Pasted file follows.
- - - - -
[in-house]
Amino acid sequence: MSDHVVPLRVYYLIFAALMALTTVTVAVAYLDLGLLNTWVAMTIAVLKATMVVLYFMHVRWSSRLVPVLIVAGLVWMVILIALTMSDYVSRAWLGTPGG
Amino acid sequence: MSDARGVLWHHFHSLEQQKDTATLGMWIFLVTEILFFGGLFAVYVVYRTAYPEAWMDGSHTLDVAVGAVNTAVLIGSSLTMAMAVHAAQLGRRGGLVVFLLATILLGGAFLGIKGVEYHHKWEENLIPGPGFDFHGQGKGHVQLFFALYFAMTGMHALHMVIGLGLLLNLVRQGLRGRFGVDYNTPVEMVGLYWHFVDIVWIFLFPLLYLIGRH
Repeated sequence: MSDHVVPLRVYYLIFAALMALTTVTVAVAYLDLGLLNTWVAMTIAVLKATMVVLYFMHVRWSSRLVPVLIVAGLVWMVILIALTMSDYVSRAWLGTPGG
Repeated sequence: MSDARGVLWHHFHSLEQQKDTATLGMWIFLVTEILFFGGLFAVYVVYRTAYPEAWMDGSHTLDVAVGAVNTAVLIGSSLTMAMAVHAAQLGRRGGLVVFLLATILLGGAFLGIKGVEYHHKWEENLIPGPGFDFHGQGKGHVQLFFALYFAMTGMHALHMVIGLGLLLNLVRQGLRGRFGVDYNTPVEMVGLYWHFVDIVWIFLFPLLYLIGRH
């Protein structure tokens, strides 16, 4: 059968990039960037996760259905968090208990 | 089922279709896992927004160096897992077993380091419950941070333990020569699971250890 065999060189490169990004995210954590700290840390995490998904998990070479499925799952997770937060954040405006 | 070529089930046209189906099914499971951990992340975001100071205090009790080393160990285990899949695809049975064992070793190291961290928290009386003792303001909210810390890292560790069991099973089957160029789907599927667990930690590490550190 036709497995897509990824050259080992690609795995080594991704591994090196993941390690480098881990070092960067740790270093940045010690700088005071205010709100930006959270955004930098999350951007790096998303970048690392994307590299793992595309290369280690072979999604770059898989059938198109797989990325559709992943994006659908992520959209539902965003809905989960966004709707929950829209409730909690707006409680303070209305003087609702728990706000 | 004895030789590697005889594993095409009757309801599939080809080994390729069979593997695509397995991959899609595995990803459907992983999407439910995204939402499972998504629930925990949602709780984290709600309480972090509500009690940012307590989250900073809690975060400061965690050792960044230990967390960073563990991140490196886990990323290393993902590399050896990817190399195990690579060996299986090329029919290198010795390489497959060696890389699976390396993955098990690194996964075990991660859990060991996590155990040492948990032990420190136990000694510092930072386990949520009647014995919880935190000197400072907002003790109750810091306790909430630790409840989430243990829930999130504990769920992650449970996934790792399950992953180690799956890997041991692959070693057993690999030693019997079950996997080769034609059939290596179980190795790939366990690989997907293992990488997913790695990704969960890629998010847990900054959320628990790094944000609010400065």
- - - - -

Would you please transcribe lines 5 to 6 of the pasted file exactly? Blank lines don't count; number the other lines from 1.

Repeated sequence: MSDARGVLWHHFHSLEQQKDTATLGMWIFLVTEILFFGGLFAVYVVYRTAYPEAWMDGSHTLDVAVGAVNTAVLIGSSLTMAMAVHAAQLGRRGGLVVFLLATILLGGAFLGIKGVEYHHKWEENLIPGPGFDFHGQGKGHVQLFFALYFAMTGMHALHMVIGLGLLLNLVRQGLRGRFGVDYNTPVEMVGLYWHFVDIVWIFLFPLLYLIGRH
């Protein structure tokens, strides 16, 4: 059968990039960037996760259905968090208990 | 089922279709896992927004160096897992077993380091419950941070333990020569699971250890 065999060189490169990004995210954590700290840390995490998904998990070479499925799952997770937060954040405006 | 070529089930046209189906099914499971951990992340975001100071205090009790080393160990285990899949695809049975064992070793190291961290928290009386003792303001909210810390890292560790069991099973089957160029789907599927667990930690590490550190 036709497995897509990824050259080992690609795995080594991704591994090196993941390690480098881990070092960067740790270093940045010690700088005071205010709100930006959270955004930098999350951007790096998303970048690392994307590299793992595309290369280690072979999604770059898989059938198109797989990325559709992943994006659908992520959209539902965003809905989960966004709707929950829209409730909690707006409680303070209305003087609702728990706000 | 004895030789590697005889594993095409009757309801599939080809080994390729069979593997695509397995991959899609595995990803459907992983999407439910995204939402499972998504629930925990949602709780984290709600309480972090509500009690940012307590989250900073809690975060400061965690050792960044230990967390960073563990991140490196886990990323290393993902590399050896990817190399195990690579060996299986090329029919290198010795390489497959060696890389699976390396993955098990690194996964075990991660859990060991996590155990040492948990032990420190136990000694510092930072386990949520009647014995919880935190000197400072907002003790109750810091306790909430630790409840989430243990829930999130504990769920992650449970996934790792399950992953180690799956890997041991692959070693057993690999030693019997079950996997080769034609059939290596179980190795790939366990690989997907293992990488997913790695990704969960890629998010847990900054959320628990790094944000609010400065």